The present invention relates to an apparatus for teaching a golfer to make a pure pendulum stroke by maintaining the golfer's shoulders in a vertical plane during the execution of a putting stroke. The device includes a pair of shoulder engaging members which are rotatably connected to a fixed, upright support. The upright support may be directly attached to a wall or other fixed surface, or it may be mounted on a tripod or similar upright stand. The stand may be mounted on a cart or trolley apparatus with wheels to facilitate transportation of the unit. In a preferred embodiment, the shoulder engaging members extend perpendicular from or horizontal to a fixed vertical support surface and are adjustably movable upward or downward to accommodate golfers of different heights. The mounting post and shoulder engaging members are rotatably connected relative to each other by means of a bearing disposed in a vertical plane, parallel with the post. In this position the bearing is moveable only in a vertical direction. When a golfer executes a putting stroke, the arms and hands holding a putter follow the movement of the shoulders as they vertically rotate, thereby ensuring that the putter movement is also vertical to the ground surface. Assuming a golfer maintains his hands in a fixed position on the club head, the club head ball striking face can only move in a direction limited by the pendulum motion of the apparatus, thus creating a pure pendulum golf stroke.
Among the objects of the present invention is the provision of a golf putting practice apparatus to enable a golfer to develop a pure pendulum putting stroke.
Another object of the present invention is the provision of a putting practice apparatus which may be used either indoors or outdoors to develop a putting stroke.
Still another object of the present invention is the provision of a putting training apparatus which can be used by all sized golfers to develop a pendulum putting stroke.
Other objects and advantages of the present invention will become apparent from the following detailed description when viewed in conjunction with the accompanying drawings, which set forth certain embodiments of the invention.
FIG. 1 is a perspective view of the putting practice device of the present invention.
FIG. 2 is a side elevational view including a dotted line showing of a golfer using the device.
FIG. 3 is a front elevational view including a dotted line showing of a golfer using the device.
FIG. 4 is a side elevational view of the invention in a nonuse position.
FIG. 5 is a view of a detail, partially in section, of the present invention.
FIG. 6 is a perspective view of an alternate embodiment of the putting practice apparatus of the present invention.
FIG. 7 is a perspective view of another alternate embodiment the putting practice apparatus of the present invention.
The detailed embodiments of the present invention are disclosed herein. It should be understood, however, that the disclosed embodiments are merely exemplary of the invention, which may be embodied in various forms. Therefore, the details disclosed herein are not to be interpreted as limited, but merely as the basis for the claims and as a basis for teaching one skilled in the art how to make and/or use the invention.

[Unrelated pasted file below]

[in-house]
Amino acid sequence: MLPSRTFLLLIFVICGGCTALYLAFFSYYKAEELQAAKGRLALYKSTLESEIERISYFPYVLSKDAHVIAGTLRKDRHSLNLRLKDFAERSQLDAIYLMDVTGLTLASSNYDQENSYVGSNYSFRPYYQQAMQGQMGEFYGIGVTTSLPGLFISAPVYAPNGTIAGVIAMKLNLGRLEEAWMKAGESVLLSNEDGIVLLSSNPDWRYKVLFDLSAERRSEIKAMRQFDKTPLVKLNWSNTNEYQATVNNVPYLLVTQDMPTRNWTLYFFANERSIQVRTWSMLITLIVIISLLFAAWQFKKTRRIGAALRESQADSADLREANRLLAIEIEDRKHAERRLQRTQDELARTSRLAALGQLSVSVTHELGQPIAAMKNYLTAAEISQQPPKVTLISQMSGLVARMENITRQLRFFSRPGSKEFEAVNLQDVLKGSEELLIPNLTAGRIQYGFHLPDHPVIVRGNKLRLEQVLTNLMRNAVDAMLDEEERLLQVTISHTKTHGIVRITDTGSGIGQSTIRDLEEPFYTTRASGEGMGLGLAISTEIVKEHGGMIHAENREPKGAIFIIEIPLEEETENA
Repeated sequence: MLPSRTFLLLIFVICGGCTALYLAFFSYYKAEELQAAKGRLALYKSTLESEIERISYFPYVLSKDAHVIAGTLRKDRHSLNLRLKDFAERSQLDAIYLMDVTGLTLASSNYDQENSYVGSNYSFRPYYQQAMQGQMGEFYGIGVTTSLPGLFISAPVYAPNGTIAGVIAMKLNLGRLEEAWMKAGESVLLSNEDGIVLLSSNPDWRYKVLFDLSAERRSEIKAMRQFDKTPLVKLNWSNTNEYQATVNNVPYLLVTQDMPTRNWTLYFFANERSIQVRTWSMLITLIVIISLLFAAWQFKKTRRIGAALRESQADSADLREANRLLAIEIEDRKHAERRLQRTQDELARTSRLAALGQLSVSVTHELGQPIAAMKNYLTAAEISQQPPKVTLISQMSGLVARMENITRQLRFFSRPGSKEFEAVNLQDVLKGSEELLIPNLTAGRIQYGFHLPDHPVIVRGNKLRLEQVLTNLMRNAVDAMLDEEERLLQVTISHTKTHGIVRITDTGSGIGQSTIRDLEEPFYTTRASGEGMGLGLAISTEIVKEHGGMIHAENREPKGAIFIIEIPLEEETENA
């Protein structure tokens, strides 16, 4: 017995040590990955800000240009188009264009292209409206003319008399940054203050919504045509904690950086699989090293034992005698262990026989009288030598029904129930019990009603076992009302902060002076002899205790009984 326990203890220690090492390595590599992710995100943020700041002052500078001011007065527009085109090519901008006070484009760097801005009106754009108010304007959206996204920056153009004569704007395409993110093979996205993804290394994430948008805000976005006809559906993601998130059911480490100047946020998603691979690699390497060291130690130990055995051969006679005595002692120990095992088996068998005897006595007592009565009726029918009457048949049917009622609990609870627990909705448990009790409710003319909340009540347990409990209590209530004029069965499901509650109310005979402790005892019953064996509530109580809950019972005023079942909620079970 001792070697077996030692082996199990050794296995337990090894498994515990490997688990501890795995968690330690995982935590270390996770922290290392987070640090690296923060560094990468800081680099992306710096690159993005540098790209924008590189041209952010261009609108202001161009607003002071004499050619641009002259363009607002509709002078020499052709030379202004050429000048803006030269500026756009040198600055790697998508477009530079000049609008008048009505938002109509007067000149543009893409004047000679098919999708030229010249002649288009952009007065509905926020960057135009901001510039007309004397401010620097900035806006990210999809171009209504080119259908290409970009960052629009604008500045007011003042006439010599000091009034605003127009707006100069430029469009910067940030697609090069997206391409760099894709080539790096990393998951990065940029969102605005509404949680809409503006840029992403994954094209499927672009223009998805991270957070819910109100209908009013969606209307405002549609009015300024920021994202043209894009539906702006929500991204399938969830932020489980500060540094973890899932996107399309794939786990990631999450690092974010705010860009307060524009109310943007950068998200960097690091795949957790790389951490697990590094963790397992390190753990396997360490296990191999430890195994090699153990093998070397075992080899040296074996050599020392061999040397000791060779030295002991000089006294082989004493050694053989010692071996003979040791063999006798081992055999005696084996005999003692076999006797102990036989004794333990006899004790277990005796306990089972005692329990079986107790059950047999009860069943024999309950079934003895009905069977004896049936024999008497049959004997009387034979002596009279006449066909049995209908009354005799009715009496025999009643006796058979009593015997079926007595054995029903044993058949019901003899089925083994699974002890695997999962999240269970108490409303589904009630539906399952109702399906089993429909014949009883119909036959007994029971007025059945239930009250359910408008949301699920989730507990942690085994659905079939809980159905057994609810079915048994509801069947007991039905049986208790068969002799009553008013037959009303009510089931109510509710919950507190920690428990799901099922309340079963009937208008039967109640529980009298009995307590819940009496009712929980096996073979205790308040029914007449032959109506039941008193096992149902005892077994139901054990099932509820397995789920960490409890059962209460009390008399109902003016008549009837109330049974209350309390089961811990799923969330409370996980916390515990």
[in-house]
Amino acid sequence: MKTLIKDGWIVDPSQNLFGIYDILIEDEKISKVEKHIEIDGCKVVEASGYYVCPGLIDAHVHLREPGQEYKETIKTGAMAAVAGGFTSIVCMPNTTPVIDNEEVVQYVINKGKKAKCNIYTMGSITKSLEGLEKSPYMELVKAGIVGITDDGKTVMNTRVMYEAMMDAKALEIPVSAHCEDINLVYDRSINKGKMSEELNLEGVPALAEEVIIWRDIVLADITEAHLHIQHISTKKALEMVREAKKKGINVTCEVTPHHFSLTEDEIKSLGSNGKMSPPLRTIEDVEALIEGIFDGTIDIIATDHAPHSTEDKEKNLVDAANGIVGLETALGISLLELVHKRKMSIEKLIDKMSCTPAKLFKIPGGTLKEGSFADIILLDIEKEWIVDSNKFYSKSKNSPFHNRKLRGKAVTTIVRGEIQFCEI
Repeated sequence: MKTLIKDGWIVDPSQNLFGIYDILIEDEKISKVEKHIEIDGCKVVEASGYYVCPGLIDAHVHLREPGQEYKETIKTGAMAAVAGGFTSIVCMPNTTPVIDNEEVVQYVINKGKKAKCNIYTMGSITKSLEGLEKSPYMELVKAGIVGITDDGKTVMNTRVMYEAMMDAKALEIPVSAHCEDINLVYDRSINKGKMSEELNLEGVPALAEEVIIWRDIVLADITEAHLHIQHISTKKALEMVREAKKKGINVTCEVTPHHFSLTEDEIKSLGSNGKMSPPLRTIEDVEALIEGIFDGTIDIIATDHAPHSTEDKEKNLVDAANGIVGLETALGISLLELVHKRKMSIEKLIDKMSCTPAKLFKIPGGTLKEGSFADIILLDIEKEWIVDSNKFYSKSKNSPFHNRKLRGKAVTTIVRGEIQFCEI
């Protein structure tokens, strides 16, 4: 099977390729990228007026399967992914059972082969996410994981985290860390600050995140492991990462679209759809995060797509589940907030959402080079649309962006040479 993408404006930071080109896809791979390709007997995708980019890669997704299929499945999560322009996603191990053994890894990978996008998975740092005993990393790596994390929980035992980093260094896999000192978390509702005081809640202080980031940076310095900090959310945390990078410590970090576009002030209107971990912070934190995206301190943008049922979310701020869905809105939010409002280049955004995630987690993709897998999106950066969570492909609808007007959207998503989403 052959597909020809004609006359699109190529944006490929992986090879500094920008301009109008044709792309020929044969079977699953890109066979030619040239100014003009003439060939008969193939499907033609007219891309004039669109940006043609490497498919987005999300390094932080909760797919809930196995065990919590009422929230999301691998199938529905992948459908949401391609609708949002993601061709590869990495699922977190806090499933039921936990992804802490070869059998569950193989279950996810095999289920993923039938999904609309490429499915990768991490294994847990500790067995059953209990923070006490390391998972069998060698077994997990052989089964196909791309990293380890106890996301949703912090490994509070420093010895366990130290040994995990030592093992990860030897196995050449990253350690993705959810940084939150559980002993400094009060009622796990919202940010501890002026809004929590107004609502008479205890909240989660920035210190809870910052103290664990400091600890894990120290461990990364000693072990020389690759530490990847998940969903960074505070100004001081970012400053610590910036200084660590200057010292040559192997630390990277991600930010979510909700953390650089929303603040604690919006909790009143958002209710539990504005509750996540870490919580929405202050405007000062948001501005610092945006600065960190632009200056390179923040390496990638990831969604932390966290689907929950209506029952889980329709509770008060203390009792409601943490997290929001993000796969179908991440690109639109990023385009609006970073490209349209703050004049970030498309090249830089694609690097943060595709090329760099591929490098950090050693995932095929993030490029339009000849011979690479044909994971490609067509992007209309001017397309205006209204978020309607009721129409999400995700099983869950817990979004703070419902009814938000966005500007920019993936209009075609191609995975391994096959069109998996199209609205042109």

Referring to the drawings, FIG. 1 shows a putting training apparatus 10 in accordance with the present invention. The apparatus 10 is preferably made of metal or heavy gage plastic. The apparatus 10 includes an upright support column 12 mounted on a base member 14 having wheels 16 on opposite ends of the base member 14. An integrally formed T-shaped support 18 extends outwardly from the base member 14, enabling the unit 10 to be wheeled to a preselected position and non-movably located there using the support 18. A U-shaped shoulder engaging guide 20 is formed of a horizontal bar 22 extending in a plane parallel to the upright support column 12. A pair of shoulder engaging arms 24 are perpendicular to and are attached to the horizontal bar 22 by slidable bushings 26 which conform to the shape of and are slidable along the horizontal bar 22. Each bushing 26 includes a spring mounted pin 28 which cooperates with a series of openings 30 in the horizontal bar 22 whereby the bushings 26 may be located independent of each other along the length of the bar 22. This permits the spacing between each of the shoulder engaging arms 24 to be adjusted to accommodate a particular golfer. The distal ends of the shoulder engaging arms 24 are provided with shoulder engaging pads 32. The U-shaped guide 20 is attached to the support column 12 by means of a rotatable bearing 34 which is mounted perpendicular to the plane of the support column 12, or in other words, the bearing 34 rotates in a plane parallel to the vertical support column 12. With the vertical support column 12 positioned perpendicular to the ground, the bearing 34 is able to only rotate in a vertical plane. The bearing 34 is mounted on a plate 36 which is slidably movable in a vertical direction in an elongated vertical slot 38 in the support column 12. This enables the guide 20 to be raised or lowered in accordance with the height of a particular golfer. A first telescoping rod 40 is attached to the horizontal bar 22. A distal end 42 of the rod 40 is formed with a hand engaging pad 44. A second telescoping rod 46 is also connected to the horizontal bar 22. The distal end of rod 46 is formed with a putter engaging clip 48.